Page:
Rudolf Heltzel first came to Ireland in 1966 at the invitation of Coras Trachtala to establish a gold and silver studio at the government sponsored Kilkenny Design Workshops. If you believe that when a country loses its craft it loses its soul and when it loses its creativity it loses its future – Rudolf was an important import, a catalyst at a time when Ireland still struggled to elevate our international competitiveness after the stagnant years of trade protection.
His is an evolving narrative of timeless elegance and beauty. It is informed by a technical virtuosity and an expertise in those crafts of ages, ancient skills, that have been passed across decades, even centuries, from master to apprentice, even master to master.
”…an artist in our midst who, not for the first time, shows us how to use design to infuse our culture with a sense of beauty and our economy with a sense of hope.”
In 1968, he set up his own atelier where he, his son Christopher, their staff and apprentices still work today. Down all the decades since, many designer names have made headlines, wrapped in transitory celebrity or momentary sensation. In those 50 years or so, Rudolf Heltzel’s star has continues to shine unabated – illuminated not by the size of his PR budget, illuminated only by the enormity of his talent.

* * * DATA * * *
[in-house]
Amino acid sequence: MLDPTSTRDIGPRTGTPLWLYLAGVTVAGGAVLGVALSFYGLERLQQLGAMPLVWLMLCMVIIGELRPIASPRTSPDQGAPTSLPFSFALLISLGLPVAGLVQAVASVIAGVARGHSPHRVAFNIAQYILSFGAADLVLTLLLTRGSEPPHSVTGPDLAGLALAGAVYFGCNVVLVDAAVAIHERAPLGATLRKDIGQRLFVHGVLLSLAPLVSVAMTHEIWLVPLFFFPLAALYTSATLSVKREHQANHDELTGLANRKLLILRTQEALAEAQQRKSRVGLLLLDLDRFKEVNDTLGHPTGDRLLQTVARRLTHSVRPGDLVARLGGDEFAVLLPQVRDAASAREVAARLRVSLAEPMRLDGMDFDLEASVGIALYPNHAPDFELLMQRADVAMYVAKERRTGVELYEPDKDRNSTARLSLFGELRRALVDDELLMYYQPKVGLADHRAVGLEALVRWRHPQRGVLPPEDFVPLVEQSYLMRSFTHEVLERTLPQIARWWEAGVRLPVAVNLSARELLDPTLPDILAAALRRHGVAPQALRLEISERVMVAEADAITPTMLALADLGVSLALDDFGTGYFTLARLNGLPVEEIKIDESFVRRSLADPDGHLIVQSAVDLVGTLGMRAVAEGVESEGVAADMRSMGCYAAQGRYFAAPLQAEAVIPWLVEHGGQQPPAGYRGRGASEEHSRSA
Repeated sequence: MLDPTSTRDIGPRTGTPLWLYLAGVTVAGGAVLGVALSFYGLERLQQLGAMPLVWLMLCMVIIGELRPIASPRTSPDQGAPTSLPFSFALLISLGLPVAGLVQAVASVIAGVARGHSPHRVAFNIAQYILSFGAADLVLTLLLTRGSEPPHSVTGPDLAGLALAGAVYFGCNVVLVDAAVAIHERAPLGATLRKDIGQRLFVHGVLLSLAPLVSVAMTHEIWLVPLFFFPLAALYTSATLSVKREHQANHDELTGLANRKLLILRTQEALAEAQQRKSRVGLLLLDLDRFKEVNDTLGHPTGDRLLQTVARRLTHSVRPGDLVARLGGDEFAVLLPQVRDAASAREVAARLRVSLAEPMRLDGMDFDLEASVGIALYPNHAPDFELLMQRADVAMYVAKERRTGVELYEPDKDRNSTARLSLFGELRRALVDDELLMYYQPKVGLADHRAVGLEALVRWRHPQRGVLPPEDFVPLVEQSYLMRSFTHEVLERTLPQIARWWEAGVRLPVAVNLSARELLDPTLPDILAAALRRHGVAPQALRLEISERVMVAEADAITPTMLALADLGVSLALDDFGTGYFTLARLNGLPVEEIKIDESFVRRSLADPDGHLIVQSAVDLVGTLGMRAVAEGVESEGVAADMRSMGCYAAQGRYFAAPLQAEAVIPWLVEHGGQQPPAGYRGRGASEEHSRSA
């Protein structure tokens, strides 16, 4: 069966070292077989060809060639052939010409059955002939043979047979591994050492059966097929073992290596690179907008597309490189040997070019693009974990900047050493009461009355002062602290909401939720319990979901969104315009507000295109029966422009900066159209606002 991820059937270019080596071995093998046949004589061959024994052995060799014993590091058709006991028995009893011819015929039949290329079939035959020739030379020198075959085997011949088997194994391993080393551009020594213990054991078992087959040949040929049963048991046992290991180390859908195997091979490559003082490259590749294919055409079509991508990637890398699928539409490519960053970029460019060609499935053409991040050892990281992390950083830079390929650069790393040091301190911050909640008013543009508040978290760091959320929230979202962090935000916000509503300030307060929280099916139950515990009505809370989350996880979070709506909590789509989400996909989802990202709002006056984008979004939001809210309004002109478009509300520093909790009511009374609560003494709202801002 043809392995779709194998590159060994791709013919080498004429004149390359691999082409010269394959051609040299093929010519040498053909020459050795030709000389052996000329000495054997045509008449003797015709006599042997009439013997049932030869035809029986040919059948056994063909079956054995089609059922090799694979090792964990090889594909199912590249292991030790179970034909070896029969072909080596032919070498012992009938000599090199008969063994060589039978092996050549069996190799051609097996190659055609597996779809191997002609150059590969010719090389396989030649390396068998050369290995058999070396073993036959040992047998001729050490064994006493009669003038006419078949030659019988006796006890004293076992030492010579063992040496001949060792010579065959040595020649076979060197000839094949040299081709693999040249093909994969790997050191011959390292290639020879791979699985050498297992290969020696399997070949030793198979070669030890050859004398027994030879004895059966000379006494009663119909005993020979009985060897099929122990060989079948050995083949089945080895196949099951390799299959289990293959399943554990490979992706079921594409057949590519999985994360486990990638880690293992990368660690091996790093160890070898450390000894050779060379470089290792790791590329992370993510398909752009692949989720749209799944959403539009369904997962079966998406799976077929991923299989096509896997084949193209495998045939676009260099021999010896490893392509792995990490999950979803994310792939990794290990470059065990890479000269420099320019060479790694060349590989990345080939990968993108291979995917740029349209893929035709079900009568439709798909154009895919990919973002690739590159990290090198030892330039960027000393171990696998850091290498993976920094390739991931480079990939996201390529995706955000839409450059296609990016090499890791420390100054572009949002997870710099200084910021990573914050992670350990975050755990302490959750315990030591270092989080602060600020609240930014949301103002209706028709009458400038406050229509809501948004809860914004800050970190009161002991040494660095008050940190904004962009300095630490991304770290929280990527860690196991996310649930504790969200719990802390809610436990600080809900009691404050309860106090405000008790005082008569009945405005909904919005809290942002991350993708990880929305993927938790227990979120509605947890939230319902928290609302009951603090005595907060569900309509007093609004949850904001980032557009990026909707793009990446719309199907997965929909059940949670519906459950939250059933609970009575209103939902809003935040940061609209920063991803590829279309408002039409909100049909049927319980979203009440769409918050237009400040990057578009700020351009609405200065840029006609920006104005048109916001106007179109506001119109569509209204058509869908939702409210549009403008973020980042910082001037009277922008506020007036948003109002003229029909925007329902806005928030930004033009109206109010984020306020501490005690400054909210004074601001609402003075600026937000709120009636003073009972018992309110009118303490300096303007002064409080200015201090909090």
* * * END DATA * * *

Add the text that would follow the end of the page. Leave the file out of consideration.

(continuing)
Mention him to his peers and invariably they speak of a gentle, modest man, a gifted designer blessed with an ability to find the voices of his materials and make them sing.
This ability is self evident in his Tourmaline Butterfly and Fire Opal collections. One of a kind couture jewellery, the designs of the pendants are dictated by the aesthetics of the unique stones used. Their realisation is honed through an equally unique personal skill, a craftsmanship that is the very essence of luxury.
The cut of the stones makes the pieces look alive !.
They are further appreciated when we see a woman wearing a Rudolf Heltzel piece insofar as we look at them both at once and as one ….that is the magic of this master designer, this master goldsmith.
As we refocus our understanding of luxury… as we come to know the difference between considered and conspicuous consumption … as connoisseurship is properly informed by innovation, imagination, quality and craftsmanship we are lucky to have such an artist in our midst who, not for the first time, shows us how to use design to infuse our culture with a sense of beauty and our economy with a sense of hope.